The Bank of England produced a sobering analysis of the outlook for the UK economy this week.
If this sounds familiar, it is. You’ve heard this story before. Since the onset of the financial crisis, the Bank has been continually revising down its forecasts for economic growth and moving its inflation forecasts up.
The official explanation for these forecast errors is that demand from consumer spending, the public sector, businesses that want to invest and overseas markets has been much weaker than expected. Indeed, Sir Mervyn King majored on the weakness of the global economy as the main factor contributing to the Bank’s weaker forecast of growth in this week’s latest Inflation Report.
But things are not quite that simple. It is true that the UK’s major export markets in Europe (Chicago Options: ^REURUSD - news) are struggling at the moment. But elsewhere in the global economy, growth is more healthy.
In the US, economic growth is forecast to average just over 2pc this year and next, while unemployment is gradually falling. In Asia, Africa and Latin America, economic growth remains strong.
The IMF is projecting 5pc to 6pc growth on average for the developing and emerging market economies this year and next.
The average rate of growth for the world economy is forecast by the IMF (Other OTC: IMFAF.PK - news) to be 3.3pc this year and 3.6pc next year. This is pretty much in line with the historic average (3.5pc) for the previous 30 years. It is not that the global economy is particularly weak, but that the UK economy is not as well-positioned as it could be to benefit from the current growth hot-spots.
A second challenge to the official Bank view of the weakness of the UK economy is the performance of inflation. When demand is genuinely weak, companies cut their prices and the cost of energy and other global commodities collapses. We saw this in 2008/9 the oil price fell from $150 a barrel to $40 a barrel in the space of less than a year.
But we are not seeing similar price movements now. The oil price remains at around $110 a barrel and petrol prices are close to a record high. Other energy prices for gas and electricity continue to rise. Food prices are also picking up. And, despite all the concerns of the weakness of the economy, UK inflation remains stubbornly above the official 2pc target. In October, consumer price inflation was 2.7pc. And in the services sector, prices are rising at double the official target rate at more than 4pc.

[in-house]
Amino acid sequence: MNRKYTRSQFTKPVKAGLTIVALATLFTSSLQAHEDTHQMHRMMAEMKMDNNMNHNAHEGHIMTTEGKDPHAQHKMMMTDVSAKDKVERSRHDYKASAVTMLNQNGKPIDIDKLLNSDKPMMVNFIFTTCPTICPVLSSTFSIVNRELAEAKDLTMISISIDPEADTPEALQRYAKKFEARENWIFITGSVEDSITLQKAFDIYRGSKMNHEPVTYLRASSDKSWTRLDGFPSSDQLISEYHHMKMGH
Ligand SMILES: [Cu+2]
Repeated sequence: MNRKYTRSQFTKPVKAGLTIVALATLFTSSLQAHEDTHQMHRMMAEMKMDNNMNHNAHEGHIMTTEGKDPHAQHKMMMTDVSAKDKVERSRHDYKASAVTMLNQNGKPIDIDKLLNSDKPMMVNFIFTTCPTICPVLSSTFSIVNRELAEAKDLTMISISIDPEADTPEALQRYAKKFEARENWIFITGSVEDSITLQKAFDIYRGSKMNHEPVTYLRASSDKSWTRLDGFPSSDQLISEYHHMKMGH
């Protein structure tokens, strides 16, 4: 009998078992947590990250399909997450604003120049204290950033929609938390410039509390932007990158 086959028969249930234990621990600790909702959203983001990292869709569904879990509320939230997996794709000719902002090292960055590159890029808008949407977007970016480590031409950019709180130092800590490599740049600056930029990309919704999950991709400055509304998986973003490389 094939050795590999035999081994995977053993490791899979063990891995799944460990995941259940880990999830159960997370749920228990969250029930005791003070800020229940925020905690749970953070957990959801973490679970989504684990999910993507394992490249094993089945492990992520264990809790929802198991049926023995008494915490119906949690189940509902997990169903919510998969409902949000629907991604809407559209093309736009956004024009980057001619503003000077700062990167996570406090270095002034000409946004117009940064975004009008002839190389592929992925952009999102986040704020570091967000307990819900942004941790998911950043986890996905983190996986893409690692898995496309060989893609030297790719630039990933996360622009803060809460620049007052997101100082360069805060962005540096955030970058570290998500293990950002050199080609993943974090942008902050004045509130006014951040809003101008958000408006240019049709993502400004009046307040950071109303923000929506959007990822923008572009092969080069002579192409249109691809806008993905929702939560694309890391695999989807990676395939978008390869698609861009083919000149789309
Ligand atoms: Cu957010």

So what is going on? In my view, the UK and many other Western economies are now in a “new normal” economy, where economic growth is likely to continue to be weak and inflation will remain relatively high and volatile.
This economic environment is being shaped by three main forces. First (OTC BB: FSTC.OB - news) , the world of easy money we took for granted before the financial crisis has gone perhaps for ever. Not only are banks becoming more cautious, but their regulators are also encouraging them to build stronger capital reserves.
Second, the era of cheap imports has come to an end at least for a while. Western consumers can no longer rely on a boost to their purchasing power from cheaper and cheaper imports from China and low-cost economies.
Growth in these high-growth economies is now adding to the world demand for energy and other commodities and squeezing Western consumers by pushing up our import prices. At the same time, wages are rising in China and other low-cost producers, pushing up the cost of imported manufactured goods.
The third force shaping the “new normal” world is a loss of confidence in the ability of governments and central banks to keep our economies on a steady, low inflation growth path. Now, governments are struggling with rising deficits and debts and central banks are unable to move easily away from the emergency policy settings they put in place to deal with the financial crisis and its aftermath.